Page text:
Chapter

<i>Guishan jingce</i> (<i>Guishan's Admonitions</i>) and the Ethical Foundations of Chan Practice

Mario Poceski

Edited by Dale S. Wright

in Zen Classics

Published in print November 2005 | ISBN: 9780195175257
Published online February 2006 | e-ISBN: 9780199784608 | DOI: http://dx.doi.org/10.1093/0195175255.003.0002
 Guishan jingce (Guishan's Admonitions) and the Ethical Foundations of Chan Practice

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This chapter examines the attitudes toward monasticism and conventional morality evidenced within the Hongzhou school of classical Chan. Its main focus is Guishan jingce, one of the key texts from the Hongzhou school’s literary output, which so far has been ignored by Chan/Zen scholarship. Composed by Guishan Lingyou (771-853), the foremost representative of the Hongzhou school’s third generation, this important text is the earliest Chan document that is primarily concerned with monastic discipline, or Rules of Purity, and the place of morality in the Chan path to awakening. Its contents shed unique light on the Hongzhou school’s rather conventional attitudes toward monastic ideals and mores, and brings into question the currently prevalent views about the iconoclastic turn that Chan supposedly took under the direction of Mazu (709-788) and his Hongzhou school.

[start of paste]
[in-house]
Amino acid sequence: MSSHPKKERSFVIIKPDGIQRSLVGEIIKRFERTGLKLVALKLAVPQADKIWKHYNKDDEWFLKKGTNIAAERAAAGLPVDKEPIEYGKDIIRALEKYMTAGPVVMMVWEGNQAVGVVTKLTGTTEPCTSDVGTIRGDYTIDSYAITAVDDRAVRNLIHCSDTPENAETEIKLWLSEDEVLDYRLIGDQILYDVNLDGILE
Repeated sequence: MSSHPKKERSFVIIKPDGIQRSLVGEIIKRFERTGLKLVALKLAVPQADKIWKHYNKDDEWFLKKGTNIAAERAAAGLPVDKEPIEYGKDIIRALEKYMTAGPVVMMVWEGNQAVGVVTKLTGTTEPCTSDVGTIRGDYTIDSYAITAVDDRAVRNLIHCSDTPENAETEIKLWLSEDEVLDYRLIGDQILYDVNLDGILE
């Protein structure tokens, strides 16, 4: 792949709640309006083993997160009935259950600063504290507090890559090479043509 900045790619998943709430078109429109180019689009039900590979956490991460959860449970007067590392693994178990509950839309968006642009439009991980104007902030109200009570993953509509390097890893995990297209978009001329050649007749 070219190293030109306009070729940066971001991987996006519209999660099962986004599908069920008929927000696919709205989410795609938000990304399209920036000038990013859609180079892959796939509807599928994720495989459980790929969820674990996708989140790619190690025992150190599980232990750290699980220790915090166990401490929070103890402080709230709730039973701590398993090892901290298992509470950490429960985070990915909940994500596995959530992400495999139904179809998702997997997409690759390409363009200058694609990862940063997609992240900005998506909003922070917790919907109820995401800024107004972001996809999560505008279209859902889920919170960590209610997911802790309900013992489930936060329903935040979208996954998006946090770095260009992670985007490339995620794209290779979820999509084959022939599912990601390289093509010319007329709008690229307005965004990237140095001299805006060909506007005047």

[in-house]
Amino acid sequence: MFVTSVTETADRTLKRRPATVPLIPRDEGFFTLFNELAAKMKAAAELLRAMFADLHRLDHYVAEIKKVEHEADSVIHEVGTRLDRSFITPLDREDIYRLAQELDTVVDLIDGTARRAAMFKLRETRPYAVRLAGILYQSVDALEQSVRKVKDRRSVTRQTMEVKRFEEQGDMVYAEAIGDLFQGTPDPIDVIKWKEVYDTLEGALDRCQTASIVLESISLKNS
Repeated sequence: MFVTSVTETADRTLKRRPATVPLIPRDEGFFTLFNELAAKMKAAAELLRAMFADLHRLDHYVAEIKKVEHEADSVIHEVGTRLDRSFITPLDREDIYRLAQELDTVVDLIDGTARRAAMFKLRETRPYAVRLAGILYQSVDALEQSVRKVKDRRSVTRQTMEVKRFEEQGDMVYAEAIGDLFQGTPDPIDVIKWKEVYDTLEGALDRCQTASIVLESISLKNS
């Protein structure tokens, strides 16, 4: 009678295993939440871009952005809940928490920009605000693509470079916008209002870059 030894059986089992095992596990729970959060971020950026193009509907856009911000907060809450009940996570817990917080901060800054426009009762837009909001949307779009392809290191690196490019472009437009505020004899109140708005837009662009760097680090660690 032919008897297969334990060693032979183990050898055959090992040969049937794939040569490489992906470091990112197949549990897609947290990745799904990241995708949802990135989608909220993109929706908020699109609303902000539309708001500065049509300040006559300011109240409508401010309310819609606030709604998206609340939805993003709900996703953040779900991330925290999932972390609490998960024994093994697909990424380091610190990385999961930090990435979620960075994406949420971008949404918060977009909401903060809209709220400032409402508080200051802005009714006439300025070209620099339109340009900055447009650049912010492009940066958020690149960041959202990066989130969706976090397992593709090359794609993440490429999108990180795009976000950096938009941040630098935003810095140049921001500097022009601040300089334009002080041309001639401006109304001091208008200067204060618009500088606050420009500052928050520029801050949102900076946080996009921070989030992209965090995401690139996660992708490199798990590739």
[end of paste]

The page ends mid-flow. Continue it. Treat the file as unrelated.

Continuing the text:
Keywords: Guishan jingce; Hongzhou school; Guishan Lingyou; rules of purity

Chapter.  12670 words. 

Subjects: Buddhism

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